While treebanks provide valuable training data for computational tasks such as grammar induction and automatic syntactic parsing, they also have the potential to be used in traditional research areas that Classicists in particular are poised to exploit. Large collections of syntactically parsed sentences have the potential to revolutionize lexicography and philology, as they provide the immediate context for a word’s use along with its typical syntactic arguments (this lets us chart, for example, how the meaning of a verb changes as its predominant arguments change). Treebanks enable large-scale research into structurally-based rhetorical devices particularly of interest to Classicists (such as hyperbaton) and they provide the raw data for research in historical linguistics (such as the move in Latin from classical SOV word order to romance SVO).

The eventual Latin treebank will be openly available to the public; we should, therefore, come to a consensus on how it should be built. To that end we encourage input from the linguistics and Classics community on the treebank design (including the syntactic representation of Latin) and welcome contributions by annotators (for which limited funding is available).  Interested collaborators should contact David Bamman ( at the Perseus Project.

A pre-order special for Unicode 5.0

Monday, September 18th, 2006

The Unicode(R) Consortium announces that pre-orders of Version 5.0 of the Unicode Standard can be made now through the Unicode Consortium’s website. As a special introductory offer, The Unicode Guide — the handy tri-fold developer’s reference guide — will be included with the Version 5.0 book at a combined price of $40.00 for both. This offer will expire on October 15, 2006.

To pre-order, go to:
For further details on the book, go to:

The new version defines 1,369 new characters, including additional mathematical and linguistic symbols, and characters needed for Greek, Hebrew, Kannada, and for minority language support. Five new scripts are added in 5.0: Balinese, N’Ko, Phags-pa, Phoenician, and Sumero-Akkadian Cuneiform.

Besides defining new characters, Unicode Standard 5.0 now contains the Unicode Standard Annexes, and includes significantly updated figures, tables, definitions, and tables.

The text itself provides better guidance on the handling of combining characters, Unicode strings, variation selectors, line breaking, and segmentation. This latest version is the basis for Unicode security mechanisms, the Unicode collation algorithm, the locale data provided by the Common Locale Data Repository, and support for Unicode in regular expressions. Improved expression of the Unicode encoding model makes it much clearer how to represent Unicode text in UTF-8 and other encoding forms. Character properties have been systematized and greatly extended to help with Unicode text processing. This new version is a major update which supersedes and obsoletes all previous versions of the standard.

Unicode is required by modern standards as XML and is widely supported in computer systems. Windows Vista runs on Unicode 5.0 and Google, Yahoo!, and ICU all have plans to upgrade to it.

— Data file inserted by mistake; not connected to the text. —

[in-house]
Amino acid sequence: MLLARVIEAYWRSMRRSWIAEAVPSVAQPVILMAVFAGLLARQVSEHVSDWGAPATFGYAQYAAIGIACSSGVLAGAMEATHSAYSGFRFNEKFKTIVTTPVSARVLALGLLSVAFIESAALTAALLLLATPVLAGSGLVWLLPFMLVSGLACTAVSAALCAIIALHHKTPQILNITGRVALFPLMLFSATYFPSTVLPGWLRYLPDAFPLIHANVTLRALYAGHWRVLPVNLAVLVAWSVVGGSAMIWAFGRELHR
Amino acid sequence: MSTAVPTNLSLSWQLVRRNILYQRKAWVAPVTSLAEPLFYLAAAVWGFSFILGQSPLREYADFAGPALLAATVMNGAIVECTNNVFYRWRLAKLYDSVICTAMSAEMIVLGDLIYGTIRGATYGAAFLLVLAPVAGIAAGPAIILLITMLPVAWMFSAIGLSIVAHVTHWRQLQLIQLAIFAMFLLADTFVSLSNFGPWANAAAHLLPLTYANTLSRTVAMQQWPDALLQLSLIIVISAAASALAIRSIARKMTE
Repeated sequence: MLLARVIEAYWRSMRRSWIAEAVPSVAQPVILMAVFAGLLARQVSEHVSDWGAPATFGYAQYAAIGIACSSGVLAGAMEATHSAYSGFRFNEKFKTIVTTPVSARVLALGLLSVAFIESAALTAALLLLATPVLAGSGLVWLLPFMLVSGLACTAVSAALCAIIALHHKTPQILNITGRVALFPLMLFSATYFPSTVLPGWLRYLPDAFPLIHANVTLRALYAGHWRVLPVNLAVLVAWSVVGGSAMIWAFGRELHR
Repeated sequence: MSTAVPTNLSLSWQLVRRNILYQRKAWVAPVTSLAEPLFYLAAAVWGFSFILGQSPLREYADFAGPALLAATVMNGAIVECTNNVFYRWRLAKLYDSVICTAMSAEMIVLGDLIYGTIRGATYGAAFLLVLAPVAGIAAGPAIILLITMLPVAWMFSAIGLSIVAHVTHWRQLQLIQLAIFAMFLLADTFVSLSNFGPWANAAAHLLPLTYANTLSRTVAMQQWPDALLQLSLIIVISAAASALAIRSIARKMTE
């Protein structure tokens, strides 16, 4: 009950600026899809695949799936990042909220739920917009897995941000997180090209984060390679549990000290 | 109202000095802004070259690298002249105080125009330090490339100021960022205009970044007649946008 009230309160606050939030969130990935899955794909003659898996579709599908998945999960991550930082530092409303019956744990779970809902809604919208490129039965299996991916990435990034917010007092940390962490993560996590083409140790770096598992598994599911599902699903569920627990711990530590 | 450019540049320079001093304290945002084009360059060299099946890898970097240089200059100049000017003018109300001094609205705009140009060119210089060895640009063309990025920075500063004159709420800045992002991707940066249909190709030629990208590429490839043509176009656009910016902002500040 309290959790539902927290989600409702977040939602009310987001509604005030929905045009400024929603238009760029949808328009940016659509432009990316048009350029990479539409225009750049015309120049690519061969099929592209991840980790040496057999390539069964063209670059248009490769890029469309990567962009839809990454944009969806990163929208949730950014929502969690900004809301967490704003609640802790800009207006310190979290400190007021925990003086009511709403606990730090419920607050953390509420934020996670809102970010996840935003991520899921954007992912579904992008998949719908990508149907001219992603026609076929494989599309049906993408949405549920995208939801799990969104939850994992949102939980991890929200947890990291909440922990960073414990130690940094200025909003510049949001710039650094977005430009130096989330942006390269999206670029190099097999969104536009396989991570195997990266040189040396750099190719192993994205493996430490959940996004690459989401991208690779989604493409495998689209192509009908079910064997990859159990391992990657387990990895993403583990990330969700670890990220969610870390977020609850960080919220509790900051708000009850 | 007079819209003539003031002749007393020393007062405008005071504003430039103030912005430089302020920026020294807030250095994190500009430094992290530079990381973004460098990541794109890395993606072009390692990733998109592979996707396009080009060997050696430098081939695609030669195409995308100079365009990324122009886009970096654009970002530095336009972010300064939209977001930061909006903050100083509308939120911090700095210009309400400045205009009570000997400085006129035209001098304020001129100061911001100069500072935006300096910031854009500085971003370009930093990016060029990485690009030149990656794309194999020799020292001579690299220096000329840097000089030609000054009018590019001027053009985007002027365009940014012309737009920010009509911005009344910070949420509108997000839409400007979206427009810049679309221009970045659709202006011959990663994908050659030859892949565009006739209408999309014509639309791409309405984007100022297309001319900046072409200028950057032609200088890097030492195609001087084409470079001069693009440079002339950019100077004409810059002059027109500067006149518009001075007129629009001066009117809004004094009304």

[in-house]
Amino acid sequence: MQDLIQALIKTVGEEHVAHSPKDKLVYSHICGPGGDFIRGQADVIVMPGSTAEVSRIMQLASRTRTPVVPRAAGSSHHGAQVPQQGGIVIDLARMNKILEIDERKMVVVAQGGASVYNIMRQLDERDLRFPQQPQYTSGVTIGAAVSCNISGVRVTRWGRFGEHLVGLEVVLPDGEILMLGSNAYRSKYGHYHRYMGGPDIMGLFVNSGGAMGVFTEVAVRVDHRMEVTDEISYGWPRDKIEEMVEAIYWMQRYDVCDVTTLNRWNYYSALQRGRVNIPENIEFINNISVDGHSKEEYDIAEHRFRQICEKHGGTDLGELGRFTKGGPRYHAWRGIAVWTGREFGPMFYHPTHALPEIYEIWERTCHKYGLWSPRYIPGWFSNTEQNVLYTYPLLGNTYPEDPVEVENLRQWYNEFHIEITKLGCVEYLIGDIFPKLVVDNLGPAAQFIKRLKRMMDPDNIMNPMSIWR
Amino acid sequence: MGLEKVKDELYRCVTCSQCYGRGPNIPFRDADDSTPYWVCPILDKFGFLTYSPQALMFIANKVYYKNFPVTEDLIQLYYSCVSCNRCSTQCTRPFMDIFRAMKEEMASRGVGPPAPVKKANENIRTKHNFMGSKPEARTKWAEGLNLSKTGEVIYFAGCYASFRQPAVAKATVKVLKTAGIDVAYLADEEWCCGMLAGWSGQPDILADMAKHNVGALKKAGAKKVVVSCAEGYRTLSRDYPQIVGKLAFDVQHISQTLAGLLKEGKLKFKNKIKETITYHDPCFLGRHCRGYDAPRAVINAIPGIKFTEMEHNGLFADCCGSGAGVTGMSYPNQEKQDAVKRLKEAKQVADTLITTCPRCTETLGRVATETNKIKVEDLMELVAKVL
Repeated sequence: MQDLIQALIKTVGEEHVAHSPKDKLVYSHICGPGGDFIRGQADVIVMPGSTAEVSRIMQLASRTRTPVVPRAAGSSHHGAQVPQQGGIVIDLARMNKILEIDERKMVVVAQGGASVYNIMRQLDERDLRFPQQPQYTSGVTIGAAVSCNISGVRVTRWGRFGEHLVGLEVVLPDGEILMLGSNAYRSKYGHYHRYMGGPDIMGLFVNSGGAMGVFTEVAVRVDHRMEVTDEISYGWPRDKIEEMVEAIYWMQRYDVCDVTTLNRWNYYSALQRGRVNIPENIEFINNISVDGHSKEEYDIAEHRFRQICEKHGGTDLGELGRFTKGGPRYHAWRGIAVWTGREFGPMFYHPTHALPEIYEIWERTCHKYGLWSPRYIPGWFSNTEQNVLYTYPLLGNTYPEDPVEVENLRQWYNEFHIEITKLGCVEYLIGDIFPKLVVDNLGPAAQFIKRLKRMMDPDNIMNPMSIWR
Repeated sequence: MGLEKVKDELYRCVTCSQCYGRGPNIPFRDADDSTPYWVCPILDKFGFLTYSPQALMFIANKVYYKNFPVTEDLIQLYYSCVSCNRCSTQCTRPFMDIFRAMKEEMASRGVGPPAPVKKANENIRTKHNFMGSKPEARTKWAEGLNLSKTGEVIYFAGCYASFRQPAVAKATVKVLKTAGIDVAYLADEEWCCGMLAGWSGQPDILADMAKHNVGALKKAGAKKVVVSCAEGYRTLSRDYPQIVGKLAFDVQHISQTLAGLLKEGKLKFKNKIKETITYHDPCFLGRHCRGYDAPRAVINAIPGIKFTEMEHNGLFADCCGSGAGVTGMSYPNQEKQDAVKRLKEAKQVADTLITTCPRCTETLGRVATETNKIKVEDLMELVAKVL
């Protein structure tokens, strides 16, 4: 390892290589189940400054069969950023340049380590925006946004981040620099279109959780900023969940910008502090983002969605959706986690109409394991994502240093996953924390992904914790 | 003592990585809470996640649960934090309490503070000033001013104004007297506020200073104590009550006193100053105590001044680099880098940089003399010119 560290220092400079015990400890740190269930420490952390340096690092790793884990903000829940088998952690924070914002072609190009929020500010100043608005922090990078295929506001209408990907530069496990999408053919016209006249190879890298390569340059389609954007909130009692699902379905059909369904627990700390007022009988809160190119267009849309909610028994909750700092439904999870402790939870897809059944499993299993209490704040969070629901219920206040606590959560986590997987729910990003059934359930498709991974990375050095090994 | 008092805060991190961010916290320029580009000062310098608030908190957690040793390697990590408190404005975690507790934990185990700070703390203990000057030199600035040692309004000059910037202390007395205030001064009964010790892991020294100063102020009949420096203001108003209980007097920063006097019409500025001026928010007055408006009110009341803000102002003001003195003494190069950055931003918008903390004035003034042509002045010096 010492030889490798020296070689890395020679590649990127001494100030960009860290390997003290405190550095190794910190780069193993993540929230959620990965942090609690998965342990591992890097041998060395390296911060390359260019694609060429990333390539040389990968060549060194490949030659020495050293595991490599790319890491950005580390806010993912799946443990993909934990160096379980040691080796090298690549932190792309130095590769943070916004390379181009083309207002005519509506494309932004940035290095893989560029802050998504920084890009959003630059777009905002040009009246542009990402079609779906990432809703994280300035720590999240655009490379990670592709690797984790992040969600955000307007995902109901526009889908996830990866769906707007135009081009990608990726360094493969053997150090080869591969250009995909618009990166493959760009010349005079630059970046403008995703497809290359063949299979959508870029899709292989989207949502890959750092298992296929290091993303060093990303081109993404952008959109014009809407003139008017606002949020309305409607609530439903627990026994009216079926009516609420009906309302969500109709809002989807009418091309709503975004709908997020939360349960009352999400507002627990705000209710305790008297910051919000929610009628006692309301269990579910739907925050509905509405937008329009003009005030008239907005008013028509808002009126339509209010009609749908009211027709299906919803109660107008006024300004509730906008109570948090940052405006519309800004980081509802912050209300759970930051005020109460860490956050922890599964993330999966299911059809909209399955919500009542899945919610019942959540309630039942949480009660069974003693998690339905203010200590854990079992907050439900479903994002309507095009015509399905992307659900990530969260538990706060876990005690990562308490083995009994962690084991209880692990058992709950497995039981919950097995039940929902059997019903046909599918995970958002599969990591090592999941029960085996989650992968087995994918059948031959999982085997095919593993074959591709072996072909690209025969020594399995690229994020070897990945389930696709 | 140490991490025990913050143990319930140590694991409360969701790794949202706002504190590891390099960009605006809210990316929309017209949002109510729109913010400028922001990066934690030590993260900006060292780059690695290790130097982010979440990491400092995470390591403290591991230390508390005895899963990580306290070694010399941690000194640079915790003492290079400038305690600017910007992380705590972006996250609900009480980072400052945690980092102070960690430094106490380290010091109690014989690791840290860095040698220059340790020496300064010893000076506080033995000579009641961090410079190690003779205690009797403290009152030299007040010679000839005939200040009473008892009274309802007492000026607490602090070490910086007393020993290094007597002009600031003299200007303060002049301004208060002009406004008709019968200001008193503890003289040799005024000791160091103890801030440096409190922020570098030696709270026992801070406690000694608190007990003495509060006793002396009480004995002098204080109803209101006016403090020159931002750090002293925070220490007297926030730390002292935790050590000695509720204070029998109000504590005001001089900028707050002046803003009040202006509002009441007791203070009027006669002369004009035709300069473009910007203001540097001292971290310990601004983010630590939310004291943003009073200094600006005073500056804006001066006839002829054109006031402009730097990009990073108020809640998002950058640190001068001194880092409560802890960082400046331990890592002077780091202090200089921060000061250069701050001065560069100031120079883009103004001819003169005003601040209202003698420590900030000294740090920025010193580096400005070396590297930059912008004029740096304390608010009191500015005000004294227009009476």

The book is smaller and lighter than Unicode 4.0.
Publication details: Hardback, 1472 pages, $59.99 (list price)

For ordering questions, contact:
Magda Danish, Sr. Administrative Director, The Unicode Consortium

Graduate work in digital humanities and new media

Monday, September 18th, 2006

Stéfan Sinclair has produced a handy list.

Wikipedia and human freedom

Monday, September 11th, 2006

From The Observer:

The founder of Wikipedia, the online encyclopaedia written by its users, has defied the Chinese government by refusing to bow to censorship of politically sensitive entries. Jimmy Wales, one of the 100 most influential people in the world according to Time magazine, challenged other internet companies, including Google, to justify their claim that they could do more good than harm by co-operating with Beijing.

Wikipedia, a hugely popular reference tool in the West, has been banned from China since last October. Whereas Google, Microsoft and Yahoo went into the country accepting some restrictions on their online content, Wales believes it must be all or nothing for Wikipedia.

His stand comes as, a joint campaign by The Observer and Amnesty International for free speech on the web, continues with the support of more than 37,000 people around the world. The campaign calls on governments to stop persecuting political bloggers and on IT companies to stop complying with these repressive regimes.

Wales said censorship was ‘ antithetical to the philosophy of Wikipedia. We occupy a position in the culture that I wish Google would take up, which is that we stand for the freedom for information, and for us to compromise I think would send very much the wrong signal: that there’s no one left on the planet who’s willing to say “You know what? We’re not going to give up.”‘

Whose side are they on, anyway?

Monday, September 11th, 2006

Timidity and obsequiousness watch; or, Peter Suber nails it:

Universities take industry word for copyright law

By Peter Suber

Cory Doctorow, USC Copyright rules are flawed, Daily Trojan, September 11, 2006. Excerpt: